We know of only one randomized controlled trial to examine the risk of clinical decompensation after receiving a mailed survey with trauma-related content. In that study, Veterans with posttraumatic stress disorder (PTSD) randomized to receive the survey had reduced—not increased—mental health care visits in the 8 weeks post- survey compared to the 8 weeks pre-survey. This reduction was similar to that seen in the unsurveyed controls [7].

More typically, the probability of harm or discomfort from trauma-related mailed surveys has focused on survey participants’ emotional reactions using single post-test evaluations. For example, Newman et al.’s [8] Reactions to Research Participation Questionnaire (RRPQ), includes the following “upset” question: “Completing this survey upset me more than I expected.” Response options range from “Strongly Disagree” to “Strongly Agree.” In a systematic review in which the RRPQ’s use predominated, approximately 1 to 19% of research participants reported at least some immediate upset to survey questions about psychiatric symptoms, and about 1 to 32%, to questions about trauma [9]. While only a minority of participants reported upset or distress, the range was wide.

Despite providing important insight into survey recipients’ reactions, the RRPQ does not assess the degree of upset originally anticipated by participants, how upset they were before or after completing the survey, and, by extension, the total degree of upset induced by the survey. In other words, the RRPQ may speak to the probability of harm, but it does not speak to its magnitude. If up to a third of trauma survivors were to become unexpectedly upset when participating in trauma-related surveys, then understanding the magnitude of that upset becomes critical to weighing the harms and benefits of such research.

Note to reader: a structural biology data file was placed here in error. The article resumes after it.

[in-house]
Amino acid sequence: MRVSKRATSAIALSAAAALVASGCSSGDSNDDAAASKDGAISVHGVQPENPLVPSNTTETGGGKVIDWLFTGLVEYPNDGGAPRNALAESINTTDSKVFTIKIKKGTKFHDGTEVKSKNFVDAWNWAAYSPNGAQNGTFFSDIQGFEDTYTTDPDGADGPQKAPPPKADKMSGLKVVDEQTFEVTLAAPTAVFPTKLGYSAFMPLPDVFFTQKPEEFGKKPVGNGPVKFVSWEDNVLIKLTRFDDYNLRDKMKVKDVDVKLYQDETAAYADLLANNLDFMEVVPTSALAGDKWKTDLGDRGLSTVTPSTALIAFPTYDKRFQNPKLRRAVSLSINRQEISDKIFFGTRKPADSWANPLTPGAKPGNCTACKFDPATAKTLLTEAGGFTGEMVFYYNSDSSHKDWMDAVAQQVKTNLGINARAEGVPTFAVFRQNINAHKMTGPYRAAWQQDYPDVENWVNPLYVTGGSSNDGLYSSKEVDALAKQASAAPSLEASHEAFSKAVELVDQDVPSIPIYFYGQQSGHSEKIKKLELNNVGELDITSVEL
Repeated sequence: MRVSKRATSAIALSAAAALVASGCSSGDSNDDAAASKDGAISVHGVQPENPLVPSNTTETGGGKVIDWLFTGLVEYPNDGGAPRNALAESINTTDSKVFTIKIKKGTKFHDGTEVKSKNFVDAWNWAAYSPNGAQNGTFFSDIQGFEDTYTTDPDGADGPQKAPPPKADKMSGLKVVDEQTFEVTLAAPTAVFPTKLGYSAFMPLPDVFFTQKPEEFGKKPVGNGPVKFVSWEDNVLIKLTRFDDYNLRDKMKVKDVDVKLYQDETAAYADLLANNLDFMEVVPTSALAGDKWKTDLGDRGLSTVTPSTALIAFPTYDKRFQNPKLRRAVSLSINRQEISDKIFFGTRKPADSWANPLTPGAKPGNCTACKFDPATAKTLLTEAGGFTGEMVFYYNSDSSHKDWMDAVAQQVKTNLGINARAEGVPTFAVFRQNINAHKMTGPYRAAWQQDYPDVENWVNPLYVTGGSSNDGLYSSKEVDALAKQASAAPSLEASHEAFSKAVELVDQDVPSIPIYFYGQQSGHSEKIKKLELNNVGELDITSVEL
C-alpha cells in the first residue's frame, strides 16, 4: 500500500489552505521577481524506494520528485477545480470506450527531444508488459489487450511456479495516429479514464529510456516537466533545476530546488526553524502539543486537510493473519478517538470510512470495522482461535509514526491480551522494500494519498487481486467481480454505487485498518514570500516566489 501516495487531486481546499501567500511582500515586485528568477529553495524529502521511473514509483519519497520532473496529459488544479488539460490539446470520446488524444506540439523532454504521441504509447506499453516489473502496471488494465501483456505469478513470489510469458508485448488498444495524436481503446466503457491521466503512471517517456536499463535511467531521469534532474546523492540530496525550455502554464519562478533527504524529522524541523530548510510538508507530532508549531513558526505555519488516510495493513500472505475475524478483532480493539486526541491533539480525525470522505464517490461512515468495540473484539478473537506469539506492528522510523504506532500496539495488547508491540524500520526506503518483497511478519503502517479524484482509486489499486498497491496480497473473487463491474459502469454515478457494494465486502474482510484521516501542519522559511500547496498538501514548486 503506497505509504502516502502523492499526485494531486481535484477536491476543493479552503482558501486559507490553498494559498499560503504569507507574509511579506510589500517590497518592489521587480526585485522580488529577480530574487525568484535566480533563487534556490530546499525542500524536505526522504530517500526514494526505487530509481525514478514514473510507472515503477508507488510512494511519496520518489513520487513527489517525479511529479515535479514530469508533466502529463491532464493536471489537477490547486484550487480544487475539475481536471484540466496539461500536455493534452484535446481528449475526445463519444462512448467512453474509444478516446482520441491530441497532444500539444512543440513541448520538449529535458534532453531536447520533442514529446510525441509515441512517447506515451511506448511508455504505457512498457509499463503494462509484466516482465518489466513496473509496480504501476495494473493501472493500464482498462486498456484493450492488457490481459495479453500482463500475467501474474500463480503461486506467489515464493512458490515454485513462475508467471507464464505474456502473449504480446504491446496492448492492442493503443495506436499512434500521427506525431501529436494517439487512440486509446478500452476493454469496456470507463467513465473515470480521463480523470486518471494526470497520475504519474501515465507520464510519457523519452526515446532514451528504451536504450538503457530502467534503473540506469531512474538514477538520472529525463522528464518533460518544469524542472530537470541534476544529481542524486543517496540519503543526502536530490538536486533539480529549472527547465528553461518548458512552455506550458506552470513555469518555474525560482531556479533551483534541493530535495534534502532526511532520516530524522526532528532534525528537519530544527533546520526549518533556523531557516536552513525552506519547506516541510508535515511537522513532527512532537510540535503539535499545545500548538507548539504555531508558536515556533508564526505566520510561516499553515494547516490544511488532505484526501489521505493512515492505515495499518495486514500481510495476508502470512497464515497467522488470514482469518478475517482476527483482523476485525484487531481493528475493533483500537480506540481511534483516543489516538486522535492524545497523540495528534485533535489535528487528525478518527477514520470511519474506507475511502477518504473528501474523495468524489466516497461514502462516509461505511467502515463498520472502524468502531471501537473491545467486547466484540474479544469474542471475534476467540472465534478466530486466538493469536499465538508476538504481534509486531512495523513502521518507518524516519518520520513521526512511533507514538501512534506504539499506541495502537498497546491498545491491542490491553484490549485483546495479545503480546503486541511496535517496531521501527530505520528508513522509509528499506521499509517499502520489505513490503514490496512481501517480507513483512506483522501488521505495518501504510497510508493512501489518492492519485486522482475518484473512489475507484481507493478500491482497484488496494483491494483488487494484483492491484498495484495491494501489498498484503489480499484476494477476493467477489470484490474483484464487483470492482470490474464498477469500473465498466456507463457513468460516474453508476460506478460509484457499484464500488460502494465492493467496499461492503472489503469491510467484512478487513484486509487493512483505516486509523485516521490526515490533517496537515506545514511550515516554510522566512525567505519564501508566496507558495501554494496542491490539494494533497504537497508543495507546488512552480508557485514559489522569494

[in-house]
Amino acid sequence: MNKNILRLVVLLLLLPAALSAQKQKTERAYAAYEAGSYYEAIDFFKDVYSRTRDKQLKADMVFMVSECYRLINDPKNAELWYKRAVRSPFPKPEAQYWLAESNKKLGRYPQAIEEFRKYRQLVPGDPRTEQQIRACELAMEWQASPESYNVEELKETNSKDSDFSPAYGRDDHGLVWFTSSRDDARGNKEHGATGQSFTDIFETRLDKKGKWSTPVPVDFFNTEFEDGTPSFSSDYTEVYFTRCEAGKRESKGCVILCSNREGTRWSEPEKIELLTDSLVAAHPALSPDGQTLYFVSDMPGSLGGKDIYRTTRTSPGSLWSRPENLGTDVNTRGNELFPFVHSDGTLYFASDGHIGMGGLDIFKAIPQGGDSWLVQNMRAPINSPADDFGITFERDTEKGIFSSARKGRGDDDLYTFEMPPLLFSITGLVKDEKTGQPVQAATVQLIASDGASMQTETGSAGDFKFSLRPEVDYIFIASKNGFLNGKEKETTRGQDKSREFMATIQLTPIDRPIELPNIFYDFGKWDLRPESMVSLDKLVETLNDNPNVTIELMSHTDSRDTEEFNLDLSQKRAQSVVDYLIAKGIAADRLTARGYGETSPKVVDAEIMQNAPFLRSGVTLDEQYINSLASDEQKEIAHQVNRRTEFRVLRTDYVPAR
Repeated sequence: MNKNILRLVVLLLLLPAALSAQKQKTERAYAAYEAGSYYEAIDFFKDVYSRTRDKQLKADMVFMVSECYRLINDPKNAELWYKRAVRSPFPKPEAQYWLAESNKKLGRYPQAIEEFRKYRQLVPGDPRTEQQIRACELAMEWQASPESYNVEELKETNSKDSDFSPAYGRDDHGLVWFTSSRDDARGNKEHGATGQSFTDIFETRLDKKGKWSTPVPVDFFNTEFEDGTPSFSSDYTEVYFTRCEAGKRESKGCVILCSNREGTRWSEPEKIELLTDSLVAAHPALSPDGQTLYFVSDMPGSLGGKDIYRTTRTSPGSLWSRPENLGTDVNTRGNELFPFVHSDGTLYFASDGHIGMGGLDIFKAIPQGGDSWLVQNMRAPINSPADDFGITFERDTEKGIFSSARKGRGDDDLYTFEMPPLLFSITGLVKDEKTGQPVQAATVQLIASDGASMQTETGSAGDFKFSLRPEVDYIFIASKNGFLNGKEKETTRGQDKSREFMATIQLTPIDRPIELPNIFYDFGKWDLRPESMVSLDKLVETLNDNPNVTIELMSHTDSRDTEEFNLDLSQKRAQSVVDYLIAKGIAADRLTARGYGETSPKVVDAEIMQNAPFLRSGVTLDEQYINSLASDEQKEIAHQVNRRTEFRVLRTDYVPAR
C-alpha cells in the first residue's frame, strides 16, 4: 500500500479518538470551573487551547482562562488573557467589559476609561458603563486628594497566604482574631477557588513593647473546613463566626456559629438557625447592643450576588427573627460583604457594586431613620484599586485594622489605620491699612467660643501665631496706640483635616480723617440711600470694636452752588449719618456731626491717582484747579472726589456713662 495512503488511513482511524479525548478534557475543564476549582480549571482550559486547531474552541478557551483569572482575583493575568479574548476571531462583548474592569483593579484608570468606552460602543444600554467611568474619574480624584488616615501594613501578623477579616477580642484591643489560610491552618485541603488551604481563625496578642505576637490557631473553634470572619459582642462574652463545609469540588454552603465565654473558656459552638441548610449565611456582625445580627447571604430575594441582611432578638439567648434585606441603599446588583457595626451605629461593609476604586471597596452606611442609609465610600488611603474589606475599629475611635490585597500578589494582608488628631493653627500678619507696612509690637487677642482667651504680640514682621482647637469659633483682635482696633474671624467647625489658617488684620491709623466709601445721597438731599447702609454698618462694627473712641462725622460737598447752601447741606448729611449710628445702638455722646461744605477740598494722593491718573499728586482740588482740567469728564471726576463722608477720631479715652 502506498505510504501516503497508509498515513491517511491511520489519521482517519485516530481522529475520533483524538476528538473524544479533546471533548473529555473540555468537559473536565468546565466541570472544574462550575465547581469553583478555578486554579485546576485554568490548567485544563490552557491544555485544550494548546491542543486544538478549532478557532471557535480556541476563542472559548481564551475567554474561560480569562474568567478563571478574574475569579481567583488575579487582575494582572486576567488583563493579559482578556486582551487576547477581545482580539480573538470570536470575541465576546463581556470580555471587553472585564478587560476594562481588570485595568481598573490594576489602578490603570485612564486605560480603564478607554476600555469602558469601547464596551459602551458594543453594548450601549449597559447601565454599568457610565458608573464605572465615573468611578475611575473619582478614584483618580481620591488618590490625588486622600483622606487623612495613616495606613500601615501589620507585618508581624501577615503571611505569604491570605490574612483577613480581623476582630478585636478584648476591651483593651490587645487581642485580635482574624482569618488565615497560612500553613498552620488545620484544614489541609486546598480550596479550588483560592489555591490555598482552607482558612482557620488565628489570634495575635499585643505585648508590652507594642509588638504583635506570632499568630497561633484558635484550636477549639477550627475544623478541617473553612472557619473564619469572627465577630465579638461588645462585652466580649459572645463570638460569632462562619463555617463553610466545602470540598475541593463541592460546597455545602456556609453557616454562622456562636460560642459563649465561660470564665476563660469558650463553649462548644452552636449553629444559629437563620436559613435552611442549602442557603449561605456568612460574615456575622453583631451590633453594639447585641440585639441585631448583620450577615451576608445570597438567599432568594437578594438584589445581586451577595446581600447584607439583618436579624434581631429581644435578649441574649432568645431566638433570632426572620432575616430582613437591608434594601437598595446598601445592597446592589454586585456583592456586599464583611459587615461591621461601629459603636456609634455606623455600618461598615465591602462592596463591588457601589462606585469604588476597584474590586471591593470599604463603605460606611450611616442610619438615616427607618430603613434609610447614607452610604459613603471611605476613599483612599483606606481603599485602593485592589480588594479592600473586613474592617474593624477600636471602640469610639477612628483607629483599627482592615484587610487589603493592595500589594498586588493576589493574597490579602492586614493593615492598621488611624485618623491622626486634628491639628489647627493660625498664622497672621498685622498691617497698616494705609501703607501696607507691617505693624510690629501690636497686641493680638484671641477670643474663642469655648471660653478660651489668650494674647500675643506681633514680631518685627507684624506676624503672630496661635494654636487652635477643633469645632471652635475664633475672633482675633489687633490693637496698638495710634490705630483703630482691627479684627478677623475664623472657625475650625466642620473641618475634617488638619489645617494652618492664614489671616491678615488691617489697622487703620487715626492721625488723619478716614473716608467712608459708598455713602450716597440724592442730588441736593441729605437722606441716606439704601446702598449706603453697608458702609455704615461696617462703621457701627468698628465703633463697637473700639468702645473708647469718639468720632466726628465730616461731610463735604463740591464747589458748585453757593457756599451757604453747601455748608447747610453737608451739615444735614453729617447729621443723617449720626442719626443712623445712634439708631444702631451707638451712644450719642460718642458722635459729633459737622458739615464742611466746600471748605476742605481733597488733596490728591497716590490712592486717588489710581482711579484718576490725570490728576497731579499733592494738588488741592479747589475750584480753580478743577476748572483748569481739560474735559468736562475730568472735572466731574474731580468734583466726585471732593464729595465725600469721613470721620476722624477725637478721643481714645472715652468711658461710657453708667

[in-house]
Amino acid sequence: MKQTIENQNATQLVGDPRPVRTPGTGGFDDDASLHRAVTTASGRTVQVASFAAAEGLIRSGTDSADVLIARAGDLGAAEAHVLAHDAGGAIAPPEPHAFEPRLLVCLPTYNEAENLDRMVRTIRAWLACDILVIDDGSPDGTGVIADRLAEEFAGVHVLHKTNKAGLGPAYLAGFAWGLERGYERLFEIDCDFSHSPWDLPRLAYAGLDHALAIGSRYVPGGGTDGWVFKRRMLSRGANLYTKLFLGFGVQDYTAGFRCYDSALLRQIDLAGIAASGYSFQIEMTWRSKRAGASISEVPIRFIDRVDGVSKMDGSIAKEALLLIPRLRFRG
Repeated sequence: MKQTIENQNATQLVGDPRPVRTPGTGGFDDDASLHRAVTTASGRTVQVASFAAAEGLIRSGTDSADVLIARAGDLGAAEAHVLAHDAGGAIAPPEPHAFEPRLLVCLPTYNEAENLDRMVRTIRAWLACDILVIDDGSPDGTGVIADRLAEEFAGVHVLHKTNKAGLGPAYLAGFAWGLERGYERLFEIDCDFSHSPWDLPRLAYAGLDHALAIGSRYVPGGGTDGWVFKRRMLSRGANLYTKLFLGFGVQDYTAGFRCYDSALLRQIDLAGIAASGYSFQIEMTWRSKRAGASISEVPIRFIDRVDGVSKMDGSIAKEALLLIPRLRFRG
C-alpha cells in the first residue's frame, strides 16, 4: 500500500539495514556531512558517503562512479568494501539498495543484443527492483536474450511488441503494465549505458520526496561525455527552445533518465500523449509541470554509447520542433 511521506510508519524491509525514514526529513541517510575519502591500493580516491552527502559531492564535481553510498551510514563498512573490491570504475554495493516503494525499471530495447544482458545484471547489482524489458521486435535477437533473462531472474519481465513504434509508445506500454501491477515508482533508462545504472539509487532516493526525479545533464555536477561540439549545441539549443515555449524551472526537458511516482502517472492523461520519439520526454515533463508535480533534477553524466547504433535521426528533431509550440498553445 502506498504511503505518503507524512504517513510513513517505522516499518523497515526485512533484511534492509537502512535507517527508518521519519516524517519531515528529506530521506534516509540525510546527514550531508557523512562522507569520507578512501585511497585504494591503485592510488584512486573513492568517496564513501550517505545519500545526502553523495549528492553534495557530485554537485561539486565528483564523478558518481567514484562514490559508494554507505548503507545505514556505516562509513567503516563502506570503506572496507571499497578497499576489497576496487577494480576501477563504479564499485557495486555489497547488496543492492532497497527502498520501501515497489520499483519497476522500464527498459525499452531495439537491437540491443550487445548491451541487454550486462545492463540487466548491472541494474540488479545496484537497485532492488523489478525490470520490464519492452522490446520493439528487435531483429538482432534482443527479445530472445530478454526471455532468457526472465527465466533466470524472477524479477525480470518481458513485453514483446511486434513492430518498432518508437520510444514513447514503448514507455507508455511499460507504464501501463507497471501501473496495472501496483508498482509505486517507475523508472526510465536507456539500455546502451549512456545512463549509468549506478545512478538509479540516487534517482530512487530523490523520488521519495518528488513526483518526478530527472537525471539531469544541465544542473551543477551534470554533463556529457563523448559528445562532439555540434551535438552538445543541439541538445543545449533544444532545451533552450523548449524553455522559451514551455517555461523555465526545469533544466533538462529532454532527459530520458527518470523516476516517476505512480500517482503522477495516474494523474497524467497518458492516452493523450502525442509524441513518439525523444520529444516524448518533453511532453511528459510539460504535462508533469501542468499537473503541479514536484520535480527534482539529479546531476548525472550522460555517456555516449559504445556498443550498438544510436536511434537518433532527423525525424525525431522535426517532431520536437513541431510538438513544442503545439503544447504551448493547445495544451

In the present study we used a pre- and post- test design in 2 randomly selected samples of trauma survivors to: 1) measure participants’ probability of experiencing more negative affect after completing a trauma-related survey compared to just prior to the survey, and 2) measure the magnitude of affective change, if any.

We were also interested to see if certain subgroups might be at particular risk of experiencing negative affect post-survey. Prior research relying mostly on single post-test evaluations suggests that individuals with PTSD diagnosis carry greater odds of post-survey upset to trauma-related surveys than other individuals [10]. We speculated that participants with serious mental illness might also be at increased risk of emotional upset. Lastly, we examined whether the type of trauma participants experienced –namely, combat or military sexual assault, affected their probability of experiencing post-survey upset. Although sexual assault history has been associated with greater odds of emotional upset post-survey in several studies using single post-test evaluations [7, 1113] the association did not reach statistical significance in a recent meta-analysis [10]. Despite combat’s saliency to military Veteran populations, associations between combat exposure and post-survey upset have only rarely been addressed [7]. If, when using stronger study designs, subgroups with selected mental health disorders or trauma exposures demonstrate especially high risks or magnitudes of post-survey distress, then special, separate protections might be needed when surveying them.

Methods

Study design

We conducted a pre- and a post-test study in two independent samples. The Minneapolis VA Health Care System’s Internal Review Board (IRB) for Human Studies reviewed and approved both studies’ protocols. All analyses were pre-planned.

Populations and setting

Sample 1